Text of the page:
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Budget Day 2019: VAT for hospitality and cuts for USC

Inside Politics: Paschal Donohoe will deliver his second Budget as Minister for Finance

Minister for Finance Paschal Donohoe will announce the 2019 budget today. File photograph: Clodagh Kilcoyne/Reuters

When Paschal Donohoe rises to his feet at 1pm today he will be delivering only his second Budget as Minister for Finance and Public Expenditure.

But so exhaustively has the content of his annual star-turn been rehearsed in the media over the past few weeks it will all seem as familiar as a Broadway show entering its third year.

At this stage, the whole media pack know the chorus off by heart:

Return to 13.5 per cent VAT for hospitality; €300 million for housing affordability; cuts in USC and income tax; 100,000 new health cards, so relax.


There is always a surprise or too but it’s Paschal Donohoe, not Charlie McCreevy, so we are not expecting any dramatic major plot twists.

Donohoe himself keeps it all fairly tight. But given that it’s a relatively broad coalition – Fianna Fáil and the Independent Alliance are in the circle of trust – it’s proved impossible to keep it all under wraps.

Last night Donohoe tweeted: “Tomorrow’s #Budget19 will balance the books for the 1st time since 2007, better positioning Ireland for the yrs ahead. We will invest in schools, hospitals, homes, healthcare&transport & will make sure we’re Brexit-ready. Above all we’ll continue to manage your money responsibly.”

Thank you Paschal, but tell us something we didn’t already know.

We did manage to discover new details in the main lead this morning, as we disclosed a plan to extend free GP care to 100,000 more people.

Our colleagues Ronan McGreevy and Fiona Reddan have assembled all the evidence and produced a list of all the changes we might expect to see in today's Budget: What to expect.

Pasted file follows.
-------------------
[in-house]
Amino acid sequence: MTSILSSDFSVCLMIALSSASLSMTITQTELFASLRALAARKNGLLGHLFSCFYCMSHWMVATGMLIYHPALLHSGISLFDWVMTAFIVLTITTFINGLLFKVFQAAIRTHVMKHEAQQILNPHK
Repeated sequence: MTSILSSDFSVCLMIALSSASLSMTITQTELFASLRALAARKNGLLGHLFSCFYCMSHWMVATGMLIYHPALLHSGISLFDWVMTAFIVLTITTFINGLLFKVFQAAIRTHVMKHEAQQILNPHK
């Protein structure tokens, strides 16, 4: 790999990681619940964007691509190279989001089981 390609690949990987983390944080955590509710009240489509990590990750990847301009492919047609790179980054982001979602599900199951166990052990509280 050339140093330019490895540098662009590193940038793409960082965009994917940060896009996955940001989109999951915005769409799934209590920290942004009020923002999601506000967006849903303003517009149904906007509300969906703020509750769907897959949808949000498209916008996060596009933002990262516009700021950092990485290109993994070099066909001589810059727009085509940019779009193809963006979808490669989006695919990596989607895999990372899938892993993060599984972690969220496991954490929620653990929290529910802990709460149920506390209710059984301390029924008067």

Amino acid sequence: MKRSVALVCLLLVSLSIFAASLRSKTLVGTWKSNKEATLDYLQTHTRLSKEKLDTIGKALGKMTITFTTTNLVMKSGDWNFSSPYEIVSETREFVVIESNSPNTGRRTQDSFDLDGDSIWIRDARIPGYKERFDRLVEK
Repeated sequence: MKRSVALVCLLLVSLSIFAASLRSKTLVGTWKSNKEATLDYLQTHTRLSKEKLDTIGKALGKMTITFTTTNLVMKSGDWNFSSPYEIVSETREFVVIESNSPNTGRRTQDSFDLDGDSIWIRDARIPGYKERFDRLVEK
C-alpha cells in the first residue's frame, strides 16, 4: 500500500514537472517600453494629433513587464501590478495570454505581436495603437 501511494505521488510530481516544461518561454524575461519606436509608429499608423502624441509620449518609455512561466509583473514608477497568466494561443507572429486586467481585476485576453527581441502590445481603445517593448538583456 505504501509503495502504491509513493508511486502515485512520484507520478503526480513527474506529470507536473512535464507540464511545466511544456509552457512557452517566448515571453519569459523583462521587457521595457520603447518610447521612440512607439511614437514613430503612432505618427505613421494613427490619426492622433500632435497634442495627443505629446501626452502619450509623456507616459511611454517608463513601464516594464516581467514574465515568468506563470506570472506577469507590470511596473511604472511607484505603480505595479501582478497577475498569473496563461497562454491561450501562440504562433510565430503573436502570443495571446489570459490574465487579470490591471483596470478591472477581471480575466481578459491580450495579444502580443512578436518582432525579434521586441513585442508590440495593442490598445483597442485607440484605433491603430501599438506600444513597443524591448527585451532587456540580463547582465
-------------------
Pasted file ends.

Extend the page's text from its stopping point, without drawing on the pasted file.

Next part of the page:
Fiach Kelly has also looked at likely revenue-raising measures, including that increase in VAT for the hospitality sector.

There is also an outline of how we will cover the Budget throughout the day.

How it all adds up politically

As a political spectacle, Budget Day is probably the biggest set-piece of the year. As Donohoe delivers his speech, reporters and analysts are poring over the documents. They pay particular attention to the supplements, to see if there are any new favourable tax incentives to encourage foreign investment, or changes that look technical but are significant.

The money involved is significant. It’s a €3.4 billion package but €2.6 billion had already been committed for items such as pay restoration and long term investment. That left €800 nominally. But through a series of revenue-raising measures, principally VAT increases, Donohoe has given himself a spending space of approximately €1.5 million

The political maths of the Budget

The politics of it are always interesting, both before the event and afterwards. In the lead-up, there was a tug-of-war between the VAT restoration versus increases in the price of diesel and fuel. VAT was the loser, despite junior Coalition partners the Independent Alliance lobbying for the lower rate to be retained.

Fianna Fáil had demands for affordable housing, flagged since September (that’s a a €300 million package) and some Independent Alliance requests including the granny flat allowance have also made their way in.

Is it an election budget? There’s more spending than we anticipated and there will be cuts in income tax and the USC take. €1.5 billion is a fair amount but not enough to tip the balance in favour of an election in the near future. “Fianna Fáil looks like it is on board for another year,” said one experienced Government insider to me over the weekend.

Even with the main opposition party abstaining, the numbers will be tight. Fianna Fáil spokespeople Michael McGrath and Barry Cowen need to tread a careful line in their responses (of course they essentially support the Budget). Sinn Féin’s Pearse Doherty and others will have no such constraints.

The vote will be tight but it always is for this minority government. It will be interesting to see if Peter Fitzpatrick, in his new status as an Independent will vote with the Government, on the excise measures (the only Budget day votes). It would be hard to see him vote against the anticipated increases for tobacco.

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13.00: Budget 2019 Statements by Deputy Pascal Donohoe, Minister for Finance Public Expenditure (1 hour).

Statements by Fianna Fáil, Sinn Féin, the Labour Party, Solidarity-People Before Profit, Independents 4 Change, the Rural Independent Group, and the Social Democrats-Green.

21.30: Financial Resolutions

23.59: Dáil adjourns


15.30: Motion regarding the Technological Universities Act 2018. Also motion regarding Merger Thresholds SI 388 of 2018. Also Motion regarding a Reasoned Opinion for a Regulation of the European Parliament and of the Council on establishing a framework for inoperability between EU information systems.

16.45: Statements on Budget 2019


No public committee meetings today.